Returning to work after career break leaves third of UK employees feeling ‘left behind’

Poll reveals majority of returners felt like it was their first day again, with others finding their roles had been abolished altogether

More than one in four UK workers says concerns about career progression are putting them off having children, a survey has found.

The poll of 2,000 people, all of whom took a leave of absence lasting more than three months, found 36 per cent felt left behind when they returned to work after their career break, and 57 per cent said returning to work felt like it was their first day again.

More than a third (38 per cent) of respondents found their return to work so stressful they felt nervous or anxious when contemplating taking another break, while 27 per cent did not return after their break because their role no longer existed.

The poll was conducted by CW Jobs for its Returnship Report, which looked into people's experiences of coming back to work following a career break. It illustrates the practical problems experienced by employees and their HR teams when supporting returners – including parents, carers or those taking career breaks – at a time when ‘returnships’ are increasingly being prioritised as a way of boosting organisational inclusion.

Commenting on the findings, Marilyn Devonish, a consultant and corporate trainer, said businesses should consider assigning an individual to support returners as they come back to work. 

“Identify people in the office who have both mastered the systems and are good at teaching, coaching and conveying ideas to others. And where possible, build time into their job spec – otherwise you create a different type of time pressure and blockage in the system,” she said.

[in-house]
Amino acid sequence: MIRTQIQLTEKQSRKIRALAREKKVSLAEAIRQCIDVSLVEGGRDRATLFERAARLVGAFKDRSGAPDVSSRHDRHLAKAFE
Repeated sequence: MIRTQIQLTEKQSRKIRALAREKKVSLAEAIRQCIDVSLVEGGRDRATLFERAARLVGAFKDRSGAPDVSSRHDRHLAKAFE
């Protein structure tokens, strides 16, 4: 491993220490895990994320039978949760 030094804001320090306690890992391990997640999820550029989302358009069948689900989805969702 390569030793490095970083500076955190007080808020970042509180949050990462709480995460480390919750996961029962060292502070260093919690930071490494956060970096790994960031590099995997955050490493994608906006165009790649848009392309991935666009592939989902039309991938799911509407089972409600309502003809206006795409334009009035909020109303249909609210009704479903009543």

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Devonish added it was important returners felt confident to ask questions about things that may have changed since they were away. “If you don’t know how to do something, ask and ask early,” she said.

The report also found that 28 per cent of respondents cited career development concerns following their return to work as one of the main reasons they would not want to either have children or have more children. Men were nearly twice as likely to feel this way than women (39 per cent and 21 per cent respectively).

The report suggested employees might benefit from ‘keep in touch days’ and internships designed to help returners transition back into a senior role. Just 21 per cent of workers polled knew what such a ‘returnship’ was.

During the last parliament, a bill was introduced that would extend redundancy protection for pregnant women and new mothers. If passed, the Pregnancy and Maternity (Redundancy Protection) Bill would prohibit employers from being able to make a woman redundant from the point she notifies them she is pregnant until six months after the end of her maternity leave.

Meanwhile, a report earlier this year found more than a quarter (27 per cent) of cancer patients received no support to help them back to work after their diagnosis, and of those who did return to work, 23 per cent did not feel well enough to be there.

The poll, conducted by Macmillan Cancer Support, also found one in 10 of those surveyed felt pressured into returning to work before they were ready.